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Housing groups organize against NIMBYs

Proposed legislation requires local government reporting on HUD block grant use

As affordable housing advocates throw paint at the wall to get the federal government to do something – anything – about the national housing shortage, a modest but perhaps significant legislative idea has reemerged. It’s time to take the fight to the legion of NIMBYs across America.

Todd Young, a Republican Senator representing Indiana, and Brian Schatz, a Democrat House member from Hawaii, reintroduced last week the “Yes In My Backyard,” or YIMBY Act, legislation the sponsors hope would bring accountability – and more housing – from how local government uses grants from U.S. Housing and Urban Development.

The YIMBY Act would require local governments to report to HUD whether they are adopting local policies that promote housing affordability and simply more housing stock.

The local policies include the elimination of local zoning and density restrictions, getting rid of local requirements that a parking spot accompany a new home, and encouraging apartment buildings to be built near public transit.

The proposal sailed through the House by voice vote last year before the pandemic effectively shelved it. Groups pushing for housing development have lobbied Congress to return to the bill.


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“The YIMBY Act is vital for encouraging communities to build more affordable and market-rate housing,” reads a letter sent last week by over 100 local housing advocacy groups – from the San Diego Housing Commission to the Maine Affordable Housing Coalition – to federal lawmakers and HUD officials.

The groups tout the bill as, “An essential first step in decreasing barriers to new housing at all price levels.”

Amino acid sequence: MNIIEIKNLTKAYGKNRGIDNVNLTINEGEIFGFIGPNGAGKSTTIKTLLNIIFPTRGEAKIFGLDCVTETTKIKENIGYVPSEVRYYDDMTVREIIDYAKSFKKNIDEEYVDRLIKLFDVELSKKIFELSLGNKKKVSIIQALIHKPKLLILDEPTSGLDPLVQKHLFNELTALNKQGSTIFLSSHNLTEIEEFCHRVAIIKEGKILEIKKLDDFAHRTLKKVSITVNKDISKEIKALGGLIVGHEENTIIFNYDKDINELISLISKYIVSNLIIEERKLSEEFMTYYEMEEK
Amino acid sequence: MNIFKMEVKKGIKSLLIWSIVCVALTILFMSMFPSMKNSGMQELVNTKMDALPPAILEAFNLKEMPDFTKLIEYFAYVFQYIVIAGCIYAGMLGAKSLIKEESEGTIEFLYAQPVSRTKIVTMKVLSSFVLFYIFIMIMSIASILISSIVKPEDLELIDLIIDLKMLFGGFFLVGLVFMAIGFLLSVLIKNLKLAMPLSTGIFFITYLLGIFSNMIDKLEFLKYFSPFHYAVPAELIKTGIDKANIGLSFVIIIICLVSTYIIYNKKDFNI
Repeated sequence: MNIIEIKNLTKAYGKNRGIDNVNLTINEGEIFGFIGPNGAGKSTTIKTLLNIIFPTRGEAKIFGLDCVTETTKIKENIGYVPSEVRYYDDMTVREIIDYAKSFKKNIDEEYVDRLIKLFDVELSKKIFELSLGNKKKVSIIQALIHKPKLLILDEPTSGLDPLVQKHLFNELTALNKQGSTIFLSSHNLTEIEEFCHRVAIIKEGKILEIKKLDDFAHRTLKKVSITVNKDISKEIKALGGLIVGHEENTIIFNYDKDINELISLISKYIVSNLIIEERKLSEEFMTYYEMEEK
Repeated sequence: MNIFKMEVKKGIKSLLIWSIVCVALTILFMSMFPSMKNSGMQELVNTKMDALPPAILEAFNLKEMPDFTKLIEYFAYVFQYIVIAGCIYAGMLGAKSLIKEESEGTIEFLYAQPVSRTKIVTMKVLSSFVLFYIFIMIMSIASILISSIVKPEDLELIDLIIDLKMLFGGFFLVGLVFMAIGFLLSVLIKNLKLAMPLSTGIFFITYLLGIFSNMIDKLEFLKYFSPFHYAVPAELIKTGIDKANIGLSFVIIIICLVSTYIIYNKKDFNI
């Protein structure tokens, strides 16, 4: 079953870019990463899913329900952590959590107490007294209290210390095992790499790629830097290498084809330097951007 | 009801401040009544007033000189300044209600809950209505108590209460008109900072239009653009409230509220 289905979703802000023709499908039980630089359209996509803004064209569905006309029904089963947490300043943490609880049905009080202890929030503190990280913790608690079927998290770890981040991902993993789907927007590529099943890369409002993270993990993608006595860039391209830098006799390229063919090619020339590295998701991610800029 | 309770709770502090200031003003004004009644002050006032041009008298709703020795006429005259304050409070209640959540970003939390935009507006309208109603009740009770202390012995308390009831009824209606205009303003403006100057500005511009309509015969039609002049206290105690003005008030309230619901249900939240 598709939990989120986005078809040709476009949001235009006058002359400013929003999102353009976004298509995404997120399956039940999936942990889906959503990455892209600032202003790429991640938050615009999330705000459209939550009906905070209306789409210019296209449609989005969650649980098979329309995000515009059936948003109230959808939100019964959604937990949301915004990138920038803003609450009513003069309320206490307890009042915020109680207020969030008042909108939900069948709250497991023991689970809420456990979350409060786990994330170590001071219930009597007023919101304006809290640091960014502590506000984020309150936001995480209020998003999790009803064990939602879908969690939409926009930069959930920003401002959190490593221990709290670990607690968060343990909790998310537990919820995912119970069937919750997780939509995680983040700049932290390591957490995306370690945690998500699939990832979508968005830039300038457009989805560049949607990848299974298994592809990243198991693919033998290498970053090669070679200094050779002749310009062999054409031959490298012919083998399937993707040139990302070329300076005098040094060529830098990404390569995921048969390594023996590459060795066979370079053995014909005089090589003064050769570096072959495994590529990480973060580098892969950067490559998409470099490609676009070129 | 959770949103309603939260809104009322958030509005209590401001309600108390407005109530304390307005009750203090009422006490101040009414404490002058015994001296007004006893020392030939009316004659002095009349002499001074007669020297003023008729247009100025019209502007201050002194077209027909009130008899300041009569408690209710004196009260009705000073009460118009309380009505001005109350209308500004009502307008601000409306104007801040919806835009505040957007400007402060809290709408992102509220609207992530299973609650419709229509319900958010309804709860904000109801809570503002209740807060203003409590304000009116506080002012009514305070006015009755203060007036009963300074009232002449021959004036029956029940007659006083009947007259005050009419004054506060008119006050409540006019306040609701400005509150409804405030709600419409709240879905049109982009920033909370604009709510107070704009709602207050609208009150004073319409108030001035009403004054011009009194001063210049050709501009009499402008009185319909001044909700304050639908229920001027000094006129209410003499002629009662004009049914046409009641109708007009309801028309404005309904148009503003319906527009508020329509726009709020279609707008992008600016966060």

New housing construction is, in fact, at its highest level since the mid-2000s housing bubble, according to U.S. Census Bureau figures. But, for now, there is an inventory crisis affecting much of the country.

The YIMBY Act specifically targets HUD’s community development block grants, formula funding to city and state governments in place since the Gerald Ford administration, with the formulas changing little since the 1970s. There is a total of $3.45 billion allocated to HUD’s community development block grants in the latest annual federal budget, according to the Congressional Research Service.  

When properly used, said David Dworkin, president of the National Housing Conference, a Washington D.C. advocacy group, “CDBG grants are a really important way in closing big gaps in financing for housing. They are supposed to contribute to adding capacity to affordable housing developers.”

“The grants exist because there is difficulty in getting financing for affordable housing,” Dworkin explained, noting it is hard to justify to a lender that you’re building at the lower end of the market, “When you can make more money building at the top.”

But, too often, Dworkin said, local governments are given a pot of money by Congress and propose an affordable housing project, only to face resistance from NIMBYs claiming the homes will affect their quality of life.

Presently, local governments – not wanting to forfeit the federal cash, may build something innocuous to avoid NIMBY resistance – like a park, Dworkin said.

The politics of the YIMBY Act is tricky. There is no organized opposition in Washington to the bill. You won’t find a national NIMBY group. Indeed, what opposition would come is when local governments hear from community members concerned about a particular project.

Dworkin and other legislative supporters believe that reservations against more housing density is a way, “To keep the ‘other’ out.”

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